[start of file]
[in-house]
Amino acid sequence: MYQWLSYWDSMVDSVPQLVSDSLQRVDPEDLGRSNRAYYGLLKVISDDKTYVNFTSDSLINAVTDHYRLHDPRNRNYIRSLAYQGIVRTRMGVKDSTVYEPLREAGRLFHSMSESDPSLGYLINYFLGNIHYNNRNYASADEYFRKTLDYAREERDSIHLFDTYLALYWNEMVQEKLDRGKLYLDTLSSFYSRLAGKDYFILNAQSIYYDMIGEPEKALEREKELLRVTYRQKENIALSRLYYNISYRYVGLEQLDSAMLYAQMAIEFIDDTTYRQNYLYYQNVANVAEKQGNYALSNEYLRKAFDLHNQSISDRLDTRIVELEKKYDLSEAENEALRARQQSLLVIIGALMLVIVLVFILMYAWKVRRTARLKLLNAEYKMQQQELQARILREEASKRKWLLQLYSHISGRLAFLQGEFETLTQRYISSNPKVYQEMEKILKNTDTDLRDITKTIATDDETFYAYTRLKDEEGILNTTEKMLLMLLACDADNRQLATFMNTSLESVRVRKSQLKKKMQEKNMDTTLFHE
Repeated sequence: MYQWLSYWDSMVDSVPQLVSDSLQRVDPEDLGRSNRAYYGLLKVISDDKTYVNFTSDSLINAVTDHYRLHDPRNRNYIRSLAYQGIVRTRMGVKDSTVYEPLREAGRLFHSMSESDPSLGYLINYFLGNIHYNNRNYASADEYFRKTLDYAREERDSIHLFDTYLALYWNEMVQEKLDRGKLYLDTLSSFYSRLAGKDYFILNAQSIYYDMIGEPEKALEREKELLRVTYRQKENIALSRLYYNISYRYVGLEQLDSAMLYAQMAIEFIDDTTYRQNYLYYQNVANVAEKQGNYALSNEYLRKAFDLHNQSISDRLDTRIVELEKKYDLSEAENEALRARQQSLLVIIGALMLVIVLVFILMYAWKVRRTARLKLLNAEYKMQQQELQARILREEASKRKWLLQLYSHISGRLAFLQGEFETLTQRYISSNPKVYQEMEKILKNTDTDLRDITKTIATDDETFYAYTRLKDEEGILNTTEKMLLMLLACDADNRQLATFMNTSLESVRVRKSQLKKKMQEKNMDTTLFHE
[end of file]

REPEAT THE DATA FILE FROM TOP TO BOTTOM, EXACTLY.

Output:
[in-house]
Amino acid sequence: MYQWLSYWDSMVDSVPQLVSDSLQRVDPEDLGRSNRAYYGLLKVISDDKTYVNFTSDSLINAVTDHYRLHDPRNRNYIRSLAYQGIVRTRMGVKDSTVYEPLREAGRLFHSMSESDPSLGYLINYFLGNIHYNNRNYASADEYFRKTLDYAREERDSIHLFDTYLALYWNEMVQEKLDRGKLYLDTLSSFYSRLAGKDYFILNAQSIYYDMIGEPEKALEREKELLRVTYRQKENIALSRLYYNISYRYVGLEQLDSAMLYAQMAIEFIDDTTYRQNYLYYQNVANVAEKQGNYALSNEYLRKAFDLHNQSISDRLDTRIVELEKKYDLSEAENEALRARQQSLLVIIGALMLVIVLVFILMYAWKVRRTARLKLLNAEYKMQQQELQARILREEASKRKWLLQLYSHISGRLAFLQGEFETLTQRYISSNPKVYQEMEKILKNTDTDLRDITKTIATDDETFYAYTRLKDEEGILNTTEKMLLMLLACDADNRQLATFMNTSLESVRVRKSQLKKKMQEKNMDTTLFHE
Repeated sequence: MYQWLSYWDSMVDSVPQLVSDSLQRVDPEDLGRSNRAYYGLLKVISDDKTYVNFTSDSLINAVTDHYRLHDPRNRNYIRSLAYQGIVRTRMGVKDSTVYEPLREAGRLFHSMSESDPSLGYLINYFLGNIHYNNRNYASADEYFRKTLDYAREERDSIHLFDTYLALYWNEMVQEKLDRGKLYLDTLSSFYSRLAGKDYFILNAQSIYYDMIGEPEKALEREKELLRVTYRQKENIALSRLYYNISYRYVGLEQLDSAMLYAQMAIEFIDDTTYRQNYLYYQNVANVAEKQGNYALSNEYLRKAFDLHNQSISDRLDTRIVELEKKYDLSEAENEALRARQQSLLVIIGALMLVIVLVFILMYAWKVRRTARLKLLNAEYKMQQQELQARILREEASKRKWLLQLYSHISGRLAFLQGEFETLTQRYISSNPKVYQEMEKILKNTDTDLRDITKTIATDDETFYAYTRLKDEEGILNTTEKMLLMLLACDADNRQLATFMNTSLESVRVRKSQLKKKMQEKNMDTTLFHE